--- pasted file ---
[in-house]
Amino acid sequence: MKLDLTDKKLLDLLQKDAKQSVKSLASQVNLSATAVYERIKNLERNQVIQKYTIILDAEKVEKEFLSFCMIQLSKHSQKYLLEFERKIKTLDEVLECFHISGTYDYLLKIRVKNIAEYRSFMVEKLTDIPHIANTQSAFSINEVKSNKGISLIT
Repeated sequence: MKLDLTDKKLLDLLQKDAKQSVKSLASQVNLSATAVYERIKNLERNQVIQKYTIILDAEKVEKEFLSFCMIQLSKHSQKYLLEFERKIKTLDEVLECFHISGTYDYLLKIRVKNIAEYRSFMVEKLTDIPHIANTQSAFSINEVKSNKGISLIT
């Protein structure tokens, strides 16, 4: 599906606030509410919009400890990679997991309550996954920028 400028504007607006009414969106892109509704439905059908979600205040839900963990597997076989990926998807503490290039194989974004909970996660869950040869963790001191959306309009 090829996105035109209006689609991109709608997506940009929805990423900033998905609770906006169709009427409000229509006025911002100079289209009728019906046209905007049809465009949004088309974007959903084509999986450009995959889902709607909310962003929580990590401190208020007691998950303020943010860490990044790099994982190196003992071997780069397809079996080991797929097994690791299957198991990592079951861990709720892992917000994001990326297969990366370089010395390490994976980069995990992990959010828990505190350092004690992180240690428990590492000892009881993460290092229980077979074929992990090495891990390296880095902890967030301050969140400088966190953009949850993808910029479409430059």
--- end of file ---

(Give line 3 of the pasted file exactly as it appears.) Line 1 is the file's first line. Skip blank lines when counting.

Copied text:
Repeated sequence: MKLDLTDKKLLDLLQKDAKQSVKSLASQVNLSATAVYERIKNLERNQVIQKYTIILDAEKVEKEFLSFCMIQLSKHSQKYLLEFERKIKTLDEVLECFHISGTYDYLLKIRVKNIAEYRSFMVEKLTDIPHIANTQSAFSINEVKSNKGISLIT